Amid historic levels of forced displacement due to armed conflict, G7 countries’ military spending has hit record highs.

Archived version: https://archive.ph/22pTI

  • Eheran@lemmy.world
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    1 month ago

    That is not exactly surprising when the USA is in the group. Might as well only talk about them considering how extremely shifted it is.

    Like looking at 5 people, one is a millionaire and 4 homeless, and taking about how they have above average income.

    • Turun@feddit.de
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      1 month ago

      Additionally, this is total military spending vs foreign humanitarian support. So giving food to children in Gaza counts, but feeding the homeless in your own country does not.

      I still agree with the conclusion, but the headline is kinda rage bait.

      • tyler@programming.dev
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        1 month ago

        It doesn’t say it’s only foreign humanitarian support. It’s humanitarian aid for wars and disasters, which is literally the definition of humanitarian aid

        Humanitarian aid generally refers to the provision of immediate, short-term relief in crisis situations, such as food, water, shelter, and medical care. Humanitarian assistance, on the other hand, encompasses a broader range of activities, including longer-term support for recovery, rehabilitation, and capacity building. Humanitarian aid is distinct from development aid, which seeks to address underlying socioeconomic factors.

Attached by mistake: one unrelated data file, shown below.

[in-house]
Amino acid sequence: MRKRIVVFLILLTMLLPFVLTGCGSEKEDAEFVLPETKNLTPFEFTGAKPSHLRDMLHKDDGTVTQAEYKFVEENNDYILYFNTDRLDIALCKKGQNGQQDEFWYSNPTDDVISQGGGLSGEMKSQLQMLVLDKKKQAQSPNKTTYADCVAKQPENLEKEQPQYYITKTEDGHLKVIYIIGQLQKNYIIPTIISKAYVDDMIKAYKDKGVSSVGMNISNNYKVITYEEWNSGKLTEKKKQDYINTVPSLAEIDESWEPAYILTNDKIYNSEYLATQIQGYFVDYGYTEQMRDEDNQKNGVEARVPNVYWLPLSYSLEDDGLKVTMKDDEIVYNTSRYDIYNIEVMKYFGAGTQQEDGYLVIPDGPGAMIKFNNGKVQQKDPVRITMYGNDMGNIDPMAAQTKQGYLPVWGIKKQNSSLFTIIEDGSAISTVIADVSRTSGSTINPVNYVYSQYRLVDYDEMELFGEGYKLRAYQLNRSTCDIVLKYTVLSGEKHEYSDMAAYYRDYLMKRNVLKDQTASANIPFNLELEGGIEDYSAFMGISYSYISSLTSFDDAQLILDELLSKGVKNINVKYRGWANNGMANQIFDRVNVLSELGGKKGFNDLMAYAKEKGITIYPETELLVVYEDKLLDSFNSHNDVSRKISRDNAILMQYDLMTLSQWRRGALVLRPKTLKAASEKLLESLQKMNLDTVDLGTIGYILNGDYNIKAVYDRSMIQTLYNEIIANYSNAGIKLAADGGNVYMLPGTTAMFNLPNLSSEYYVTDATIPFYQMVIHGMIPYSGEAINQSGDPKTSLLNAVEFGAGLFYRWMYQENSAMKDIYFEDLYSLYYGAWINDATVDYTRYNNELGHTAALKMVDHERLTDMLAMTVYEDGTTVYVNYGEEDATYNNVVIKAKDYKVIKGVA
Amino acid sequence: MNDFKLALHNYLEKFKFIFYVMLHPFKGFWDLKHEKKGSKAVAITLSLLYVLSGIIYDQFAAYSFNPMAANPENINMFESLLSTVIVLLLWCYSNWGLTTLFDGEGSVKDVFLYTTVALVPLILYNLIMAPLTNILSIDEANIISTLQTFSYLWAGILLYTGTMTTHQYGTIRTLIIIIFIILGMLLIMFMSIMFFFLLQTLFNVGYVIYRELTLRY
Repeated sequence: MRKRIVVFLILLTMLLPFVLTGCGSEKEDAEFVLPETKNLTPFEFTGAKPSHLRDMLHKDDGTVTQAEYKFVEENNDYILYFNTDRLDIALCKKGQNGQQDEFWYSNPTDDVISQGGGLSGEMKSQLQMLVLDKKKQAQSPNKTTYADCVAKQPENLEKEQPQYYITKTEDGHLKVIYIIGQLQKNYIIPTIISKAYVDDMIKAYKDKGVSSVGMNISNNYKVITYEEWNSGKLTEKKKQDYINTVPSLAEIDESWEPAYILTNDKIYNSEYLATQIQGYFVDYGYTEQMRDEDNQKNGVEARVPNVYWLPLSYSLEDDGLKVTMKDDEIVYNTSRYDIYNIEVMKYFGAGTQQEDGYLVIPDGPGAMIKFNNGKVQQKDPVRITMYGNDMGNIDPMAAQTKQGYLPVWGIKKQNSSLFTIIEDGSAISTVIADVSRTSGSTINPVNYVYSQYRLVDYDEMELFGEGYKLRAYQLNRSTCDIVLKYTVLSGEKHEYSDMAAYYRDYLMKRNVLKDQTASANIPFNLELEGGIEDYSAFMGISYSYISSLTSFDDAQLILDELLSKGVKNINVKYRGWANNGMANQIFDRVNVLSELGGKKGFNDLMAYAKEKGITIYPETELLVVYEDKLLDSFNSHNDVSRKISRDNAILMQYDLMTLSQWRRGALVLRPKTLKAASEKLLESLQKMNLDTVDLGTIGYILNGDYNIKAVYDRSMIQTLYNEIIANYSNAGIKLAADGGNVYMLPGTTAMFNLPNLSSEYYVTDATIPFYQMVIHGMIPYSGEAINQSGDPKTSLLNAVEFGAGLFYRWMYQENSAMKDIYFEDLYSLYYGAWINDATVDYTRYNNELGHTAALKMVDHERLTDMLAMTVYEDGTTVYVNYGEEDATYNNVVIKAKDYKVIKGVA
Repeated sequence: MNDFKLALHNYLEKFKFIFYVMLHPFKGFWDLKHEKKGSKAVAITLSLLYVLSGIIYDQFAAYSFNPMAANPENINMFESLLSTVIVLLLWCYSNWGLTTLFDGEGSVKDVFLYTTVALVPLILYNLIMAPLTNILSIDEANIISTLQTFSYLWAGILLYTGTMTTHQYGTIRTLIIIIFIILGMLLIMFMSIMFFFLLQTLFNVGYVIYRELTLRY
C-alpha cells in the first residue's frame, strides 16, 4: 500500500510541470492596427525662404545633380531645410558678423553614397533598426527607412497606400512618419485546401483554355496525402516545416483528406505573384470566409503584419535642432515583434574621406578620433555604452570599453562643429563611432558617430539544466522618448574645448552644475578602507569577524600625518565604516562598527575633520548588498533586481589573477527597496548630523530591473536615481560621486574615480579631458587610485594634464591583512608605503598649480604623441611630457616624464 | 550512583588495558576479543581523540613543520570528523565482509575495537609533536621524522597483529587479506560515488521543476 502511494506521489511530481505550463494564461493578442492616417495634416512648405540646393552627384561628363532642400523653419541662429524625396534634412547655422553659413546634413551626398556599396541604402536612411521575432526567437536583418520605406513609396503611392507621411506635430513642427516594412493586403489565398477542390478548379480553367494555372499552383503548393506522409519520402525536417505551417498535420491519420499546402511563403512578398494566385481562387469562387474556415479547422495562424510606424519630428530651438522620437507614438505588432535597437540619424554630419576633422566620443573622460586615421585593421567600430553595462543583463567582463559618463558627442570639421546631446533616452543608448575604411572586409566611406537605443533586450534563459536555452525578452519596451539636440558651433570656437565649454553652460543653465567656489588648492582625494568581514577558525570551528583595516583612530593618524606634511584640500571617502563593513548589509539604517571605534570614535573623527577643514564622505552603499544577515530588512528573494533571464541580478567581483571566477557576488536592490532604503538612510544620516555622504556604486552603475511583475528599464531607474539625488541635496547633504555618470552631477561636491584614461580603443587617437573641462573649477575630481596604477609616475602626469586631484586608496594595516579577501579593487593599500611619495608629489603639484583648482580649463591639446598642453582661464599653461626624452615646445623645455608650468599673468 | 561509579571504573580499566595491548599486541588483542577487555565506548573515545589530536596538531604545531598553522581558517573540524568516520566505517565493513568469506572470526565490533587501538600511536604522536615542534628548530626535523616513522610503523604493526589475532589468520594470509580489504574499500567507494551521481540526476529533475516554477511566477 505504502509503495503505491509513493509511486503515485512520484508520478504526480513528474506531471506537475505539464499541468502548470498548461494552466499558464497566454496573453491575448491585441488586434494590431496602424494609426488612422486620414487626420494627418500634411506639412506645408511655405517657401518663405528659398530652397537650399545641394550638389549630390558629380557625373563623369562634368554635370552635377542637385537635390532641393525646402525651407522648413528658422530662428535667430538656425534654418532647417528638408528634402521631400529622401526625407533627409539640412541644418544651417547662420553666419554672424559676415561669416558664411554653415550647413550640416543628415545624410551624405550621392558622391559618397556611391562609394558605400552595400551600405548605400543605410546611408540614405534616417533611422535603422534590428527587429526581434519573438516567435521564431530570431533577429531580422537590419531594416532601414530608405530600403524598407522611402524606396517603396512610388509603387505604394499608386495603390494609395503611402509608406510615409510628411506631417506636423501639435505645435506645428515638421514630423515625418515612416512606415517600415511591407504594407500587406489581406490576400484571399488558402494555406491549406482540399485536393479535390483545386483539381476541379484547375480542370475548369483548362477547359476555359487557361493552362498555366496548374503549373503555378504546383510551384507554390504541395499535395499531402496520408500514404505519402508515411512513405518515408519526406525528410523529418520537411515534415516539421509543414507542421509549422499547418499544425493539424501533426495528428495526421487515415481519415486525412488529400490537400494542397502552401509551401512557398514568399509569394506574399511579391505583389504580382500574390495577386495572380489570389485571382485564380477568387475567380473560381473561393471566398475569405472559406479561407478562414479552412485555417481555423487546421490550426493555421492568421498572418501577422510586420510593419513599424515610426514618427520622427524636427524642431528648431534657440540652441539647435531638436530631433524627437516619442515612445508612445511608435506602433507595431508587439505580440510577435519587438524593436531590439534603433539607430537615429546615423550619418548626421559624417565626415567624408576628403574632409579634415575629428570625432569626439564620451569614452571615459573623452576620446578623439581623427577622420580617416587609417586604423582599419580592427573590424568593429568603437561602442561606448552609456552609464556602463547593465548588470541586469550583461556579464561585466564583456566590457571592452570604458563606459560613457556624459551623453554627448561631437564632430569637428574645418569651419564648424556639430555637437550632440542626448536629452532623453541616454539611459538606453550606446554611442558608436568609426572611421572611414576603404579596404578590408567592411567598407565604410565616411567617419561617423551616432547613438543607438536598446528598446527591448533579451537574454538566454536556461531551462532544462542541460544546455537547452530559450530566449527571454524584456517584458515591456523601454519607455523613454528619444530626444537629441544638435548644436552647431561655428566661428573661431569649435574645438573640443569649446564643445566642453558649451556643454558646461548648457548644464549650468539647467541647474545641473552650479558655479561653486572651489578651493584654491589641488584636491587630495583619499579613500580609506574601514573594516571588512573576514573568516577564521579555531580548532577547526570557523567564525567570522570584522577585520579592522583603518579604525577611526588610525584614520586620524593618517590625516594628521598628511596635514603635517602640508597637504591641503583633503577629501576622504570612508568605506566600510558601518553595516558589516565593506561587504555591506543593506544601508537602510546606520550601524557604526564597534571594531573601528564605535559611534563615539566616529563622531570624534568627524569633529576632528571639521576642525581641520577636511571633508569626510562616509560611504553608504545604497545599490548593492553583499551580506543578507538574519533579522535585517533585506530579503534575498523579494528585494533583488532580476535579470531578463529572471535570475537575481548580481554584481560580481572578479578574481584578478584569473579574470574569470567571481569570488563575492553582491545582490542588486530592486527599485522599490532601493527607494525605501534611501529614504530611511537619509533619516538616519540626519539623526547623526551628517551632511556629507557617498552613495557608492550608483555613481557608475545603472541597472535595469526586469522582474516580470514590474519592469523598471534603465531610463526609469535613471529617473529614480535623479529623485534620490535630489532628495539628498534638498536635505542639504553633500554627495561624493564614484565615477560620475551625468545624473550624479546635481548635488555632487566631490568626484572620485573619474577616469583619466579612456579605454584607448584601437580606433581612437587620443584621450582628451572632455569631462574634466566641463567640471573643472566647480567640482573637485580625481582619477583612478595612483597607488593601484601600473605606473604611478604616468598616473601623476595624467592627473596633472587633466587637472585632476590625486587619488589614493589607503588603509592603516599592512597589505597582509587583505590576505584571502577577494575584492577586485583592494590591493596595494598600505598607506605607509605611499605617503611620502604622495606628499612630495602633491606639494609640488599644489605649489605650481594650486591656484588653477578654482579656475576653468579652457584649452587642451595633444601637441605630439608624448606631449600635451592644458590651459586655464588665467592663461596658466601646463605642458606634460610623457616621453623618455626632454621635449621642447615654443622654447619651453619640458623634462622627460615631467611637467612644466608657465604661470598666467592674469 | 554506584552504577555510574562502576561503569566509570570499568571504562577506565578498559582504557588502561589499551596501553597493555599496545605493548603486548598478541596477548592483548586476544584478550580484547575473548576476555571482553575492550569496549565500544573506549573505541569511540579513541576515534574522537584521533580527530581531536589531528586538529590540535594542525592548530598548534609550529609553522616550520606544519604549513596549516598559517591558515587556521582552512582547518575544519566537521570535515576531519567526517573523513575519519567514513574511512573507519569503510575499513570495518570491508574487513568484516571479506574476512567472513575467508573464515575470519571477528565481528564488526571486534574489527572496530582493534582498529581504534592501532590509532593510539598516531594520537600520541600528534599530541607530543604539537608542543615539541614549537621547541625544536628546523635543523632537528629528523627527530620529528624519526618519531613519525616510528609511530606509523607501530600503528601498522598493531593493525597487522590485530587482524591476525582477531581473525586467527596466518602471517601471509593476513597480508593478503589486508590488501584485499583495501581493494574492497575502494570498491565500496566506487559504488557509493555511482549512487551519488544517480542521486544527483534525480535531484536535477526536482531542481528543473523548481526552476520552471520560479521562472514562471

What you are talking about is social welfare which isn’t the same thing at all.

        • Turun@feddit.de
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          1 month ago

          Interesting that there is a fine difference between humanitarian aid and humanitarian assistance. I doubt many journalist are this strict about their wording, but good to know nonetheless.

          Social welfare provides the exact same things (housing, food, medicine) but instead of some disaster zone somewhere it’s for disadvantaged citizens in your own country. Of course, the logistics are massively different, as well as the timeframe during which the services are provided. But it’s still basically the same thing: help other humans with fundamental necessities.

          So I would disagree with your claim that it “isn’t the same thing at all”. It differs in some details, but the central service and fundamental reasoning is the same.